A REAL WYBE: Bahamian cultural opinion leaders call for restructuring of cultural sector

A REAL WYBE: Bahamian cultural opinion leaders call for restructuring of cultural sector
Actors on stage for Love’s Labour’s Lost, presented by Shakespeare in Paradise, at Fiona’s Theatre, the National Art Gallery of The Bahamas (NAGB).

Former director of culture and film festival director cite lack of autonomy and identity

“I want culture to be an entree rather than an appetizer, you know?”

NASSAU, BAHAMAS — The trajectory of the Bahamian cultural sector has often been shrouded in uncertainty, with creative artists and the wider society alike speculating that the sector has received little funding, development and support from the government over the years. 

In an interview with Eyewitness News, Dr Nicolette Bethel and Leslie Vanderpool, opinion leaders in the Bahamian cultural sphere, both expressed the need for a structural shift in the cultural division, citing a lack of autonomy and identity amongst other issues to be found in the cultural sector.  

Bethel, former director of cultural affairs and festival director of Shakespeare in Paradise, revealed that the department cannot even function on its own. 

Dr. Nicolette Bethel, former director of cultural affairs.

“The problem with the [cultural] division is that it is not a fully-functioning, self-sufficient department, so if people talk about the ‘department of culture’, they’re dreaming,” said Bethel. 

According to the daughter of Bahamian cultural legend E Clement Bethel, the lack of autonomy for the cultural division lends to another major conundrum — the division can use neither donations received nor profits earned to fund its own costs. 

“Right now, what happens is if you are a part of the government, and you are following the Constitution, all money that you bring into whatever agency you’re in has to go into the public purse,” she explained.

“It has to go into the consolidated fund for the government.”

Calling the policy “problematic”, Bethel stressed that it does not work for the cultural division. 

 “Culture can generate its own funding, can bring in its own patronage, can raise money through advertising. It can do all of that,” she insisted. 

She recounted an experience in which the division hosted a benefit concert for national cultural entities, only to be told by the Ministry of Finance that they were prohibited from using the proceeds. 

An image posted on social media showing the name of the Ministry of Youth, Sports and Culture with the word “culture” in fine print at the bottom, indicating the community’s sentiments that it is often brushed aside.

She also used the National Centre of The Performing Arts as an example, saying that there was no line item for that entity. 

“You couldn’t paint it; you couldn’t repair it; you couldn’t do anything because there was no line item, no account to do anything with that,” Bethel said.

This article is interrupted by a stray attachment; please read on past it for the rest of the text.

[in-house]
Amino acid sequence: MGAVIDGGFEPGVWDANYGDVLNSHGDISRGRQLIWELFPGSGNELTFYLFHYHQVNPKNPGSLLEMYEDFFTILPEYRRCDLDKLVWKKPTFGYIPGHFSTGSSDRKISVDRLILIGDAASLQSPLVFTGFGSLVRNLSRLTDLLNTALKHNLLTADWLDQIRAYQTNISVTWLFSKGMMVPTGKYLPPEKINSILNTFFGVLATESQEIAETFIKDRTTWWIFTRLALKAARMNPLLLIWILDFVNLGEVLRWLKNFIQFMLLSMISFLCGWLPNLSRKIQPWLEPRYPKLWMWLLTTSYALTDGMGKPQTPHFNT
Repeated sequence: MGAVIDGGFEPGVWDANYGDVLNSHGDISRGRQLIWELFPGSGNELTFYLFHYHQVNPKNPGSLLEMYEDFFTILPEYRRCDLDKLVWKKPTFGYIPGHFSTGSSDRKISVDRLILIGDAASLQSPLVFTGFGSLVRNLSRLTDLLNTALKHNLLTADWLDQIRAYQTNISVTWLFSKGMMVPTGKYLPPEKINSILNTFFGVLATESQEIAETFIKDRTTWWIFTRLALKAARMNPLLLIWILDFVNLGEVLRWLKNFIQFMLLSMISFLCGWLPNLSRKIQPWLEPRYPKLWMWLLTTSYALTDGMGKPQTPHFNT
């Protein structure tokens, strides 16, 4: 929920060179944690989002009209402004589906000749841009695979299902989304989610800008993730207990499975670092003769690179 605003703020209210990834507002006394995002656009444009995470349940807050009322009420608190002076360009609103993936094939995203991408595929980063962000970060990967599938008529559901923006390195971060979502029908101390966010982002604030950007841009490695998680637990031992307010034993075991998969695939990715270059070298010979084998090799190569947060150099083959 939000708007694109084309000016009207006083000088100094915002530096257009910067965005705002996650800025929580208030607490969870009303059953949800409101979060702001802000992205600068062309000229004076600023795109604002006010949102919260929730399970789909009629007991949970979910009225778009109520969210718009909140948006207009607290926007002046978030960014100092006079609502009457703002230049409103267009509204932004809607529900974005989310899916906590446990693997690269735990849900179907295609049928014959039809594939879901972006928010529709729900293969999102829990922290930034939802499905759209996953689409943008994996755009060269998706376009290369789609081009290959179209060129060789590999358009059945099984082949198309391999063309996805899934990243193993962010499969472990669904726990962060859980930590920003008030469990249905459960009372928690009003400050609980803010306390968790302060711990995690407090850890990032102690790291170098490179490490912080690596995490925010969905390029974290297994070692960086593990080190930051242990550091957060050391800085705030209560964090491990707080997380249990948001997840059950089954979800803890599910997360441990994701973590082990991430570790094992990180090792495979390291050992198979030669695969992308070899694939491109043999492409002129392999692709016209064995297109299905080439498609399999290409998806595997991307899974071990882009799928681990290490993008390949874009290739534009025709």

“The Center of The Performing Arts was being rented and was bringing money into the consolidated fund. The same thing with the national dance school, which was closed down under the Minnis administration. Same thing with the National Arts Festival.

“They all bring money in, but they don’t get that money back out of the consolidated fund because somebody else from the Ministry of Finance decides what allocation is going to be taken out.”

Leslie Vanderpool, founder and executive director of the Bahamas International Film Festival (BIFF), echoed a similar sentiment concerning the cultural division’s lack of structure and proposed the idea of the government forming a task force aimed at developing and managing the cultural affairs of the country. 

Leslie Vanderpool, founder and executive director of the Bahamas International Film Festival.

“[The cultural sector] is non-existent; it doesn’t have a platform to really express and expand,” she said in an interview with Eyewitness News. 

“I feel as if we, as a collective, need to have a task force to continue to make our voices heard.

“We need to have people lobbying. We need to treat culture, or the lack of it rather, like we face the pandemic.”

Vanderpool, who boasted that BIFF has showcased over 82 Bahamian films and started the careers of over 52 Bahamian film directors since its inception, also hinted at a lack of cultural identity in the country. 

“I want culture to be an entree rather than an appetizer, you know?” she said.

She also asserted that Bahamian culture should inform its tourism industry — not the other way around. 

“We need to really reinvent the way that tourism is presenting itself and the ministry of culture is presenting itself,” Vanderpool said.  

She said: “We rely so much on ‘heads and beds’ and ‘butts in seats’ that we’ve kind of pandered to those people who have those mega resorts telling us what culture is.

“If you have a tourism entity that is constantly ‘mandating that or working towards that’, on a daily basis, they’re not necessarily concentrating on what the content is for these people to come down to The Bahamas. 

“They’re coming down to come and see The Bahamas, and if they were given some kind of content, you would see people returning.”

Written by Eyewitness News Intern Gabrielle Sterling